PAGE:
A Renewable Recovery for Puerto Rico? - Years Of Living Dangerously

A Renewable Recovery for Puerto Rico?

By Alejandra O’Connell-Domenech

Photo National Guard - 1st Sgt. Waldemar Rivera

When I think of my grandmother’s house I think of colors. Bright white paint, sharp blue stripes on canvas awnings, the earthy red of the tiles lining her floor, and green. Mostly green. The house was encased in palm and avocado trees. Something that everybody took pride in. A love for flora is something typically Puerto Rican. Those that have to leave their island find themselves compiling a collection of plants in their new homes. Little by little the green comes back to them.

“Look at the vegetation,” my mother once told me as we drove around San Juan. “You can’t find this anywhere else in the world.”

But that is gone now.  Hurricane Maria left the entire island in darkness. Mass flooding destroyed thousands of homes, businesses, roads and communications towers. It also destroyed the nation’s only tropical rainforest, El Yunque National Forest.

But nature always finds a way to restore itself and, if given the chance, so will Puerto Rico’s infrastructure.

The island’s electrical grid was in poor condition before María and PREPA, the Puerto Rico Electric Power Authority, wanted to invest heavily in natural gas to kick its dependency on fuel oil and coal. But the IEEFA, the Institute for Energy Economics and Financial Analysis, and others say that this makes no sense. Not only would supplies of gas have to be shipped to the island but another centralized grid would still be vulnerable to storms like Maria.

Instead Puerto Rico should opt for renewable, resilient energy system. Decentralized, powered by sustainable energy, and ready for the next Maria, whenever it may come.

The disaster of Hurricane Maria has given Puerto Rico a chance to be an example to the world. But will the flexibility and resilience of renewables be allowed to shine? Or will the needs of the past limit what the island’s new grid could accomplish?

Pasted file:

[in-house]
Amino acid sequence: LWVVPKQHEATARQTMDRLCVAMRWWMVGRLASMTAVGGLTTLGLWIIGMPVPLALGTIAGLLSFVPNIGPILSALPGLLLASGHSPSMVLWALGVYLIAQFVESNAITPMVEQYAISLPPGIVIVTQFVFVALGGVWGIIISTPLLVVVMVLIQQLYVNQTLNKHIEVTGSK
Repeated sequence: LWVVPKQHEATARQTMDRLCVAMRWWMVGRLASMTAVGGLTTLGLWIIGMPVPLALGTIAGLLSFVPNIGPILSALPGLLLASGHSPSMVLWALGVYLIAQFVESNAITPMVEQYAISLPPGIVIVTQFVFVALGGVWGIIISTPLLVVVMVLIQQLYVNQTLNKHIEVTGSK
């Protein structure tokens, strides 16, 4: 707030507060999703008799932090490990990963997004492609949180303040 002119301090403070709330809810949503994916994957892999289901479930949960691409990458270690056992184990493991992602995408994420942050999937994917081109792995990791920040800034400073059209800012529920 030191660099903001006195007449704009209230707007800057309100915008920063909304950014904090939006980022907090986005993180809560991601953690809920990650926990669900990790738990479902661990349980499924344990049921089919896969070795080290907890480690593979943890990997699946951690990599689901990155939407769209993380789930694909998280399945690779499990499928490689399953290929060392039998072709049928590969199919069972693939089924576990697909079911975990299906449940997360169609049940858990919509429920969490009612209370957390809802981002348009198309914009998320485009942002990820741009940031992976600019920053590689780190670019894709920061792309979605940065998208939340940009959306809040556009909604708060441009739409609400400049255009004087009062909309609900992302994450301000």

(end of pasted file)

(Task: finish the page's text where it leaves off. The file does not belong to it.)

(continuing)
Late last week, Puerto Rico’s governor, Ricardo Roselló, got in touch with Elon Musk, the CEO of the electric car, solar and energy storage manufacturer Tesla to consider that question.

The Tesla team has done this for many smaller islands around the world, but there is no scalability limit, so it can be done for Puerto Rico too,” Musk tweeted.

Tesla was able to help build a large solar energy plant on the island Kauai in Hawaii. It did so by selling clean energy to the island’s electric company. The island was able to sustain itself on solar energy during the day but used generators at night. To solve this issue Tesla offered solar panels and 272 52-megawatt-hour Powerpacks, large batteries that can store electricity during the day and discharge it at night when the solar energy is not so abundant.

Musk has pledged to send hundreds of such batteries to Puerto Rico. But there are no exact numbers yet or an estimate as to when they could be delivered.  Solar energy, battery storage and microgrids that connect them would not only help make Puerto Rico more resilient, but ultimately provide electricity for a lower cost than fossil fuels, a critical feature for an island whose economy is in ruins. But in order for this to happen, more substantial efforts are needed from the federal government.

And that’s something members of both parties seem to want. In an interview on CNN, last week Sen. Ron Johnson (R-WI), who had just returned from a trip to Puerto Rico, called for more action. “The greatest thing we can do is, if we are going to spend resources, stand up a resilient electrical grid that will actually satisfy the needs of their economy.”

In September, Sen. Al Franken (D-MN) has reintroduced the Advancing Grid Storage Act which would accelerate investments in research and installations of clean energy storage systems, including grid-scale batteries. Sen. Ron Wyden (D-OR) announced three new pieces of legislation to help renewable energy development. One of them, the Flexible Grid Infrastructure Act, would call for the Department of Energy to find more ways to make electrical grids more resilient during natural disasters and less likely to have disrupted energy supplies. It would also provide states and utilities with the resources to upgrade the flexibility and reliability of the grid.     

Without further efforts Puerto Rico will be haphazardly rebuilt and the grid will be replaced with one equally vulnerable to intense storms, which will only become more frequent and powerful.  And as American taxpayers are finding out, that will cost us all.

Everyone who cares about rebuilding Puerto Rico should make a fully renewable grid one of their goals, so that the island can truly become green once more.